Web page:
Although the National Monitoring Committee on Actions to Combat Trafficking, Exploitation, and Child Labor (CNS) and Interministerial Committee on the Fight Against Trafficking, Exploitation, and Child Labor (CIM) coordinate strategic-level efforts, operational progress is hindered by a lack of coordination among the various ministries, which some NGOs and companies have also noted. The lack of coordination among ministries can also result in disjointed or duplicated efforts.(1, 13, 28, 56) The new Anti-Trafficking Law provides for the creation of a National Committee to Combat Trafficking in Persons, expected to be created in 2017.(10, 28)

The Government has established policies related to child labor, including its worst forms (Table 9).

Table 9. Key Policies Related to Child Labor‡

Policy

Description

2010 Declaration of Joint Action to Support the Implementation of the Harkin-Engel Protocol (2010 Declaration) and Its Accompanying Framework of Action

Joint declaration by the Governments of Ghana, Côte d’Ivoire, and the United States, and the International Cocoa and Chocolate Industry.(60, 86, 87) Provides resources and coordinates with key stakeholders on efforts to reduce the worst forms of child labor in cocoa-producing areas.(86, 87) Ensures that all project efforts implemented under the Declaration and Framework align with Côte d’Ivoire’s national action plans to promote coherence and sustainability.(60, 86, 87) USDOL-funded projects and some industry-funded projects carried out activities in support of this policy during the reporting period.(88)

Partnership Agreement†

Forms an agreement between the International Cocoa Initiative and CNS in support of the National Action Plan for the Fight Against the Worst Forms of Child Labor. Aims to reinforce and expand SOSTECI and improve school infrastructure.(85, 89)

Joint Declarations Against Cross-Border Trafficking†

In 2016, promulgated a bilateral declaration and cooperative agreement that Côte d’Ivoire signed with Ghana to combat the worst forms of child labor by targeting high-risk child labor sectors, providing protection to victims, improving coordination, and prosecuting offenders.(90-92) Also enacted a bilateral agreement to combat trafficking with Burkina Faso in 2016.(26)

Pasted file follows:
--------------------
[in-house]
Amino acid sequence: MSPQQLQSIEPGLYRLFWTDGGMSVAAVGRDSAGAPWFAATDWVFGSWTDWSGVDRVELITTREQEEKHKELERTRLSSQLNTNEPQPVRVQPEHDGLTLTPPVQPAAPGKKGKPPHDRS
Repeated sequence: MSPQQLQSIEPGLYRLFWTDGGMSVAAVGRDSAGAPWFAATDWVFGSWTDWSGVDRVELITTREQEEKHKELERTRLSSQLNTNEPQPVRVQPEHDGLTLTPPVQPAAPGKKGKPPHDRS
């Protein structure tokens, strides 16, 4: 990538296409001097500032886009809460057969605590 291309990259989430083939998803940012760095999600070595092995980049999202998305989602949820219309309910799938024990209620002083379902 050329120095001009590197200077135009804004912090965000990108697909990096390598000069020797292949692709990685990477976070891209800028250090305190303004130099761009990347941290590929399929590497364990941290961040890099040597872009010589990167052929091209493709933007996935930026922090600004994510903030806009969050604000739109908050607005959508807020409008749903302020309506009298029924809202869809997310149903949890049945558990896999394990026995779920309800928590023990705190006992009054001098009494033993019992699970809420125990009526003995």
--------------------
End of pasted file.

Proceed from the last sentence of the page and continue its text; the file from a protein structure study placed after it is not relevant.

National Development Plan (2016–2020)†

Aims to improve governance and accelerate human capital development, including by combatting child labor. Allocates almost $6.1 million over 5 years to conduct diagnostic studies on child labor and child trafficking; creates a unit to combat the worst forms of child labor in regional labor inspectorate offices; expands SOSTECI into 10 new departments; constructs 3 transit centers; and develops a national action plan to combat human trafficking, particularly of girls.(93)

Compulsory Education Policy

In support of the Law on Education, aims to achieve 100 percent enrollment in primary school by 2020 and 100 percent enrollment in junior high by 2025.(32, 94) Allocates $1.34 billion to modernize the education system, including by building new classrooms, providing free textbooks to low-income families, and providing additional pedagogical training to teachers.(32) In 2016, reopened applications for Pedagogical Training Centers to provide training for 5,000 teachers for the 2017–2018 academic year.(95, 96)

National Policy on Child Protection (PNPE) (2012–2022)

Led by the MSFWC, seeks to reduce the incidence of violence, abuse, and exploitation of children.(97) Regional coordination mechanisms, led by prefects, oversee implementation and bring together relevant actors to identify specific problems in the region.(53, 68)

† Policy was approved during the reporting period.
‡ The Government had other policies that may have addressed child labor issues or had an impact on child labor.(33, 34, 67, 69)

The Government has not included child labor elimination and prevention strategies in the World Bank’s Country Partnership Framework.(98) A draft of the Decent Work Country Program (2016–2020) is awaiting validation and will include child labor concerns.(67, 99)

In 2016, the Government funded and participated in programs that include the goal of eliminating or preventing child labor, including its worst forms (Table 10).

Table 10. Key Social Programs to Address Child Labor‡

Program

Description

National Action Plan for the Fight Against the Worst Forms of Child Labor (NAP) (2015–2017)†

Coordinated by the CNS and the CIM, $25.8 million project aims to significantly reduce the number of children engaged in the worst forms of child labor by improving the legal framework, sensitizing high-risk communities to the dangers of exploitative child labor, improving victim services, building the capacity of law enforcement, and improving educational infrastructure.(14, 82) The Government provided $15 million in funding.(78) In 2016, began construction on three shelters.(28)